Tuesday, January 27, 2015

You call that living?

City Council has a lot of terrible legislation pending before it in the next few weeks.  Council members Guidry and Head are sponsoring ordinances designed to regulate (they say).. but really.. authorize and sanction Uber and Airbnb in Orleans Parish. Not to mention, also, the noise ordinance is on the way back.  The city has already signaled they may want it to be back with teeth.   More on all of that later.. but I'm convinced this is by far the most right wing city government I've seen in operation during my adult life, at least. 

The good news is, it ain't all bad.

Yesterday District D Council member Jared Brossett introduced an ordinance that would require all contractors doing business with the city to pay a minimum wage of $10.10. 
Brossett, who introduced the ordinance last week, bills it as a "living wage" proposal similar to others approved in progressive cities around the country.

"I am a firm believer that economic opportunity is one the cornerstones of a thriving city," Brossett said Monday (Jan. 26). "Sadly, too many of our citizens don't have that opportunity. A job by itself is not the type of opportunity we need. A good-paying job is what our people need. And if your company wants to do business with the city, we want them to pay you a living wage."
Nevermind that $10.10 is hardly what we could call a "living wage." If you think people can or should be able to live on that, well, as President Obama said, last week, "You try it."

Nevermind, also, that Brossett's proposal conflicts with (an admittedly egregious) 1997 state law (sponsored by our friends David Vitter and Steve Scalise, btw) which specifically prohibits municipalities from passing this kind of ordinance.  Of course such a law deserves a good challenge every now and then.  The last attempt at this was rejected by the State Supreme Court, unfortunately.  Lamar has all of the details here.

My point, though, is that Brossett's proposal, while not exactly a bad idea, is kind of a waste of time and attention because 1) the proposed wage is insufficient to meet any reasonable definition of a "living wage," and 2) it effectively accomplishes nothing baring either a reversal of a Supreme Court decision or a new constitutional amendment.  It makes for a nice headline, of course, but carries little purpose else.

So, like I said, it ain't all bad.. but it ain't all great either.

Last week's very reasonable smoking ordinance is another interesting case. I know some people are.. um... put out by it.. but the law they ended up passing is going to do a lot of good for a lot of people working in service industry jobs.  (And, yes, I'm looking forward to never again coming home smelling like smoke.) Still, it's worth paying attention to the Machivellian  process by which the smoking ban made its way through passage.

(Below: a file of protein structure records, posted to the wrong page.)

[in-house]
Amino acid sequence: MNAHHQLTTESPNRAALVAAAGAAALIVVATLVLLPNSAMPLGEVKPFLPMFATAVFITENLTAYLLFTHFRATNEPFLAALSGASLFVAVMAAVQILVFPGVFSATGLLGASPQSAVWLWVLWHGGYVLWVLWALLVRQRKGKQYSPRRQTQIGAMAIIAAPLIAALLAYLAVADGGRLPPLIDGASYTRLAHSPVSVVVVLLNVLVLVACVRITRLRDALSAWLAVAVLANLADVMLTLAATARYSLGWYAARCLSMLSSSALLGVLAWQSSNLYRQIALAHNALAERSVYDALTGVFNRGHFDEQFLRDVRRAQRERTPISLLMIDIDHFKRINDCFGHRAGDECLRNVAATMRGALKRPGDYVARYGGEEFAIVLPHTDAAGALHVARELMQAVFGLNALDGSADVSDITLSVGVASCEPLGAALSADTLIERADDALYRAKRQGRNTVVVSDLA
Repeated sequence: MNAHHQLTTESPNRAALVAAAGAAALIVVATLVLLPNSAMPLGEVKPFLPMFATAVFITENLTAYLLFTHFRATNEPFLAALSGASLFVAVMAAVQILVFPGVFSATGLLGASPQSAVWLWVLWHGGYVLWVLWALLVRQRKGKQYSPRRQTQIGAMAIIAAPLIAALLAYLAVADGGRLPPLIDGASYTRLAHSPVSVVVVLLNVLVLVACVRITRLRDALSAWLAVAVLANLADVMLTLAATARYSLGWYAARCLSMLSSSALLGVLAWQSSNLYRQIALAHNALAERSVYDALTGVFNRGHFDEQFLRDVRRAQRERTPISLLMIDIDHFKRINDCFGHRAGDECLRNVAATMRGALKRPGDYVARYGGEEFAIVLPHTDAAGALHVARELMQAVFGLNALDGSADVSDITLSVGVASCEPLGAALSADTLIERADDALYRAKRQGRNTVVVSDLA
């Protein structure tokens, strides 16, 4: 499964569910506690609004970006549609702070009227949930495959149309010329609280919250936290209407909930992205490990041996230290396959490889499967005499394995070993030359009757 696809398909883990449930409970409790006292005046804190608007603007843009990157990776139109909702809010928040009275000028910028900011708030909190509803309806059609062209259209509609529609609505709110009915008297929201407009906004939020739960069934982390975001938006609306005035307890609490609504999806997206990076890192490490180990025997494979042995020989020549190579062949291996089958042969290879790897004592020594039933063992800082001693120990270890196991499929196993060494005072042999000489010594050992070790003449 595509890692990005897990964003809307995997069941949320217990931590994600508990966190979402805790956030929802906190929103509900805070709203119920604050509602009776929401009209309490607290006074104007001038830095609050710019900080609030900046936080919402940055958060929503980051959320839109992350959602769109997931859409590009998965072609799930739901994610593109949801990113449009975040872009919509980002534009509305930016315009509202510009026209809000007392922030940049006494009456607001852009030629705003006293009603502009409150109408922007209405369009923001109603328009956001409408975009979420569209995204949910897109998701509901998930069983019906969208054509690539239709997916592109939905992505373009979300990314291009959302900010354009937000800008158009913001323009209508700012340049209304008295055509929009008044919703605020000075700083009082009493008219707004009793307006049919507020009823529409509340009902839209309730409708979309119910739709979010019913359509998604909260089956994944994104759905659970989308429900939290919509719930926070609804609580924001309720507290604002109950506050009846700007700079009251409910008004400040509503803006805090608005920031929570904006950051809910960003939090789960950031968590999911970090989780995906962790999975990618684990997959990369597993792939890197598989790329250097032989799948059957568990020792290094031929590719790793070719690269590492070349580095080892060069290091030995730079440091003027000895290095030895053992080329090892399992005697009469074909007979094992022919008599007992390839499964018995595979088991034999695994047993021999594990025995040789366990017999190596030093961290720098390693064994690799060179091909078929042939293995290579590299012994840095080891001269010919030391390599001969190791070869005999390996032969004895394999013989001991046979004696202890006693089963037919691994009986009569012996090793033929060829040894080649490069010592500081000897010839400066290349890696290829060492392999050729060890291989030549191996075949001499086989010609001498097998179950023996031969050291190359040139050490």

The original draft of Council Member Cantrell's ordinance was intentionally bloated with draconian overreach. The ordinance, as written, would have pushed smokers, not only out of the bar, but at least 25 feet away from the front door of the building before they could light up.  This would have caused concerns about negative effect on the surrounding neighborhoods.

The ordinance, as written, would have banned the indoor use of electronic cigarettes.  This might actually be a good idea but it was pretty difficult to justify given what we currently know abut the effects of second-hand vape.

The vaping provision was so ridiculous, in fact, that it dominated much of the public debate on the ordinance. Of course, this was always going to be a bit of a circus. Bar owners and casino managers were certain to complain the moment the ban was conceived.  Interesting, though, that throwing the oddball vapists in with their lot caused their arguments to appear more risible than they otherwise might have. Sort of a subtraction by addition.  I can't help but wonder whether this was calculated.

The ordinance, as written, also included some absurdly severe enforcement provisions which, like all of the others above, had to be amended out.
Yesterday, at-large councilman Jason Williams introduced an amendment to remove NOPD as an enforcement agency. That amendment was approved. NOPD and the still-in-progress NOLA Patrol will not carry out enforcement of the ordinance. District E Councilman James Gray also objected to a community service requirement for people unable to pay the fine. That amendment also was approved. Rather than mandate seven hours of community service to anyone unable to pay the fine, it will now be left to a judge's discretion.

Enforcement of the ordinance is largely incumbent upon businesses to remind smokers to step outside. Bar owners and managers, under the ordinance, must ask smoking patrons to put out their cigarette.

Williams said removing the NOPD from the picture "makes sure we don’t overburden or add an additional burden on the NOPD for a smoke-free New Orleans."

"It would be poor judgement to take police officers off the street for even a minute (to address smoking)," he said."

"It’s not a great thing if it becomes a tool of oppression for some people in this city," Gray added, suggesting that the ordinance could become an excuse to "stop young black men in the street" simply for smoking.
Noble sentiments from Gray and from Williams, of course.  Isn't it neat the way they got to step in and be heroes at the last minute there? Gray, Williams, and Nadine Ramsey got to make a big show of cutting all the nasty parts out of Cantrell's ordinance.  The opposition got to shout into the void. And, of course, the ordinance passed. Everybody wins!

You'd almost think the whole process was a sham and everything was planned out well in advance... you know.. if you thought that's how this stuff worked, anyway.

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